JCPenney to Close More Stores Amid Sales Slump

It’s going to take a while beleaguered retail chain J.C. Penney Co. Inc. to turn its business around.

The firm today announced another round of store closures in conjunction with another quarter of slumping sales and earnings.

The Plano, Texas-based department store said it would close 18 full-line stores this year — including the three locations announced in January — as well as nine ancillary home and furniture outposts to help align “its brick-and-mortar presence with its omnichannel network” and to reallocate capital resources to “locations and initiatives that offer the greatest long-term value potential.”

The company said the affected stores were either underperforming or required substantial capital to operate.

JCPenney — which struggled for much of the past year as it grappled with waning relevance, C-suite turnover and a share price that has tumbled below $2 — also reported today fourth-quarter sales of $3.67 billion, a year-over-year decline of 10 percent and below the $3.79 billion analysts had predicted. Comparable sales for the period — which included the all-important retail holiday season — fell 4 percent on a shifted calendar basis and 6 percent on an unshifted basis.

Adjusted profits also took a tumble, sinking more than 60 percent over the comparable period to $57 million, or 18 cents per share, but were better than the 11 cents per share market watchers projected.

CEO Jill Soltau, who joined the firm in October and replaced former chief Marvin Ellison, said she is “convinced that JCPenney is a revered brand that has the capacity to deliver improved results” despite its past financial performance.

“We have already taken meaningful steps to drive improvement in key businesses such as women’s apparel, active apparel, special-sized apparel and fine jewelry,” she added.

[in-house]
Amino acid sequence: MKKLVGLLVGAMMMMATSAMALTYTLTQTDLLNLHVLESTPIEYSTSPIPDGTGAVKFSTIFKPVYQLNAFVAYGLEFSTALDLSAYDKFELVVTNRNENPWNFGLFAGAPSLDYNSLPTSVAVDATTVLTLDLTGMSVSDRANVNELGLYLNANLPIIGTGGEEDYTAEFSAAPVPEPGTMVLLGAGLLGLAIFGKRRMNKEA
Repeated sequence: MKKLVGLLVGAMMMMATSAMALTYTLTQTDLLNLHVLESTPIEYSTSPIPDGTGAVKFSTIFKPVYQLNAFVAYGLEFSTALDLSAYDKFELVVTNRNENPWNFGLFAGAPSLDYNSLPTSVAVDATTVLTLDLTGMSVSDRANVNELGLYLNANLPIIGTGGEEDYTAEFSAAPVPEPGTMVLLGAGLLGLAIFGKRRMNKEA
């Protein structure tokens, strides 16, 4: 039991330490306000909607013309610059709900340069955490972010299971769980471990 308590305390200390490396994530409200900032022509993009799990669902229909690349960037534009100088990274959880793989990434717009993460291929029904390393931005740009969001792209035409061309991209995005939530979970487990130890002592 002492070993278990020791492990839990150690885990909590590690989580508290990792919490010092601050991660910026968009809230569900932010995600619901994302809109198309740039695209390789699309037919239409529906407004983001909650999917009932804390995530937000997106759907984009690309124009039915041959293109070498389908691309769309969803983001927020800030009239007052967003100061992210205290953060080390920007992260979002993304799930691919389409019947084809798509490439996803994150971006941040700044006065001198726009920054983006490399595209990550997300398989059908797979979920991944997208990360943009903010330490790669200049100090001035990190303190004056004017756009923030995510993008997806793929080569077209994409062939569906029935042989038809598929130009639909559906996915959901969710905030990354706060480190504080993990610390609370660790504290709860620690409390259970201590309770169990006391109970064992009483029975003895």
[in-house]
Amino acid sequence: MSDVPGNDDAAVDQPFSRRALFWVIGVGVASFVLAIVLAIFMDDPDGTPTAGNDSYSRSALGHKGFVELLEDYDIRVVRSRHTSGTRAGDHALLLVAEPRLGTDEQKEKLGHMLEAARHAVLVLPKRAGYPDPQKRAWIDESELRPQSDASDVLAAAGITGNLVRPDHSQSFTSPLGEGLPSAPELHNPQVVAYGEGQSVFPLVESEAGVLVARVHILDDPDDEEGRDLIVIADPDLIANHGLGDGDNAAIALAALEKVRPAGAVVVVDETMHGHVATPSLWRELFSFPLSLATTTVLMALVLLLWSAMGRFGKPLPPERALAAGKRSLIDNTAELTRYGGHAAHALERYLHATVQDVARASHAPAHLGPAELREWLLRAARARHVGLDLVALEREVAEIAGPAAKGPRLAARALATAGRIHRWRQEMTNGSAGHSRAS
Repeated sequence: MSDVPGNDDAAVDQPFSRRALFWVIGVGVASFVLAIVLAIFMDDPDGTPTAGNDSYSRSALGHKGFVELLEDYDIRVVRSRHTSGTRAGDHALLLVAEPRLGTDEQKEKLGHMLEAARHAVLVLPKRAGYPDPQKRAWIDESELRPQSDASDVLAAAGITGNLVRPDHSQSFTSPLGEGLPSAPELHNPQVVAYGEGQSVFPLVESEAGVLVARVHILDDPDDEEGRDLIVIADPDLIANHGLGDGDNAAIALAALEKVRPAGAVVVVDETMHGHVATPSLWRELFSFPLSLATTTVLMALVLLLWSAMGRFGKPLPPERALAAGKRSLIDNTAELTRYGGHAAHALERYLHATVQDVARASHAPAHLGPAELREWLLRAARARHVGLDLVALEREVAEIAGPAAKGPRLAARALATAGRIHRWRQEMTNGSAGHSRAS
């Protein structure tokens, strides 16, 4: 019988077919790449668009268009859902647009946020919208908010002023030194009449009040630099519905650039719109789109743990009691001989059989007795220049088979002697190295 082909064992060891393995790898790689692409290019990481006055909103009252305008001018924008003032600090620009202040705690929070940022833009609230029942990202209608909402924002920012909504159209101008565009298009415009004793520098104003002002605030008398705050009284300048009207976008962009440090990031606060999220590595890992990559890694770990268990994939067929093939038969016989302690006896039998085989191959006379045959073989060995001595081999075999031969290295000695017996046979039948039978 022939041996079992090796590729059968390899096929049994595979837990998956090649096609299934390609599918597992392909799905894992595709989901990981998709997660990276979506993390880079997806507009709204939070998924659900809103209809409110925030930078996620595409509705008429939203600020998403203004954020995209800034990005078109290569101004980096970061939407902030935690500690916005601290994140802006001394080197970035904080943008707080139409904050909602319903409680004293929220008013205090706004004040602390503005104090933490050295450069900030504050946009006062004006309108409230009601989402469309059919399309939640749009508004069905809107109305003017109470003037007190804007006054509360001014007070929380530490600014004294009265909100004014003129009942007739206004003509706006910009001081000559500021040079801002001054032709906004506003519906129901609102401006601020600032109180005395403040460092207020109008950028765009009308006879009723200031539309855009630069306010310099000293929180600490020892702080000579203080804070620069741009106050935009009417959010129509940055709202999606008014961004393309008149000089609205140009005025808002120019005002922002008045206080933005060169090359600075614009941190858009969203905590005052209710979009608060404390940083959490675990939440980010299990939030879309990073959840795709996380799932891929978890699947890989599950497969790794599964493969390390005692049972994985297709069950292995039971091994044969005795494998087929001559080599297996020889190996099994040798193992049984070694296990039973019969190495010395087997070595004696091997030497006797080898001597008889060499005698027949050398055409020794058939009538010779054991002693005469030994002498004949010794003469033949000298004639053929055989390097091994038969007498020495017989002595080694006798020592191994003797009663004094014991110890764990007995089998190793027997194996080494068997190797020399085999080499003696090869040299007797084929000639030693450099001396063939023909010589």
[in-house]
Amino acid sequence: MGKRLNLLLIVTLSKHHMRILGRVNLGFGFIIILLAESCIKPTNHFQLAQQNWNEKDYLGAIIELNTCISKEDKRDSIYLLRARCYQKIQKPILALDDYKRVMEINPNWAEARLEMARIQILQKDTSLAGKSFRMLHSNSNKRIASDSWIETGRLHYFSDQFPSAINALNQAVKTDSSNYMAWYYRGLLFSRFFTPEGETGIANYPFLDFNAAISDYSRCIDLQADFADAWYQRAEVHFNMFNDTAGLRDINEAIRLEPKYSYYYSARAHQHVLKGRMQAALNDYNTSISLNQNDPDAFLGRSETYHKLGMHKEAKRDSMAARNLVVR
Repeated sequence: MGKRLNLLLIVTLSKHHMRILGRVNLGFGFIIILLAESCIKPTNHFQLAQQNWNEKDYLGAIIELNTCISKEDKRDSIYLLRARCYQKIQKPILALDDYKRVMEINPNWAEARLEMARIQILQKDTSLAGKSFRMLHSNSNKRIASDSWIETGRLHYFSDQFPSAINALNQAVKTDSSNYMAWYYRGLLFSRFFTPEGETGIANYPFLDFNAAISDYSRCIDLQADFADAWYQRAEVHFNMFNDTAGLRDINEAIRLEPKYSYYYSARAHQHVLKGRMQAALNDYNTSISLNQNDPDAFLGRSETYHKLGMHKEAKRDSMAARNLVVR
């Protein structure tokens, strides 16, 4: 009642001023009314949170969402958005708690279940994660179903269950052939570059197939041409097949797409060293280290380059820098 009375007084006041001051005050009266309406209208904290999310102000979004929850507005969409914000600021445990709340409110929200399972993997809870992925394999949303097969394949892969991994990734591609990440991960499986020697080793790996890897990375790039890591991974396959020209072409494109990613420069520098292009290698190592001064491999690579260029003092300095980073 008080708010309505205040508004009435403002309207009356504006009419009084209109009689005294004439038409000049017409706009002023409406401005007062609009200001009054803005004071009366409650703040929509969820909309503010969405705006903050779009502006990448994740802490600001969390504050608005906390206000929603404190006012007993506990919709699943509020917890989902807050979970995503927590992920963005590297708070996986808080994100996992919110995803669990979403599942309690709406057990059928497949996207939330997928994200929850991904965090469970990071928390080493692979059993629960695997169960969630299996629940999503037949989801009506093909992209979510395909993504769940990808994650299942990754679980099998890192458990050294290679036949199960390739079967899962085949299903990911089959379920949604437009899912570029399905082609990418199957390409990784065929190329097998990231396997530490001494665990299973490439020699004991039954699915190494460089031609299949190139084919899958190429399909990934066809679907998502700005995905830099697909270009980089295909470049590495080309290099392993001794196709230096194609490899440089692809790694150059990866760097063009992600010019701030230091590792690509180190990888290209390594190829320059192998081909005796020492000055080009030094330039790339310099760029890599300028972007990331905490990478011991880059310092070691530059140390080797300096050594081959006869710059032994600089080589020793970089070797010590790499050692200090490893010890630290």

For the full year, the company’s sales fell 7 percent to $11.7 billion. It also reported an adjusted net loss of $296 million, or 94 cents per share, compared with adjusted net income of $31 million, or 10 cents per share, last year.

“As we forge a path to sustainable profitable growth, our decisions included eliminating non-core and low-gross-margin product categories, significantly reducing unproductive inventory and continuing the revitalization of our women’s apparel business,” Soltau said. “While we are pleased with these actions, we know we need to move faster to re-establish the fundamentals of retail, build capabilities focused on satisfying our customers’ wants and needs, and ensure that our digital and store operations operate seamlessly to provide an experience that wins with customers. We have much work to do to position JCPenney for success and create long-term value for our shareholders; however, our unwavering focus and discipline is already enabling meaningful progress.”

Overall, investors appeared to cheer the results and Soltau’s strategy.

As of 10:15 am ET, JCPenney shares had soared 21 percent to $1.50.

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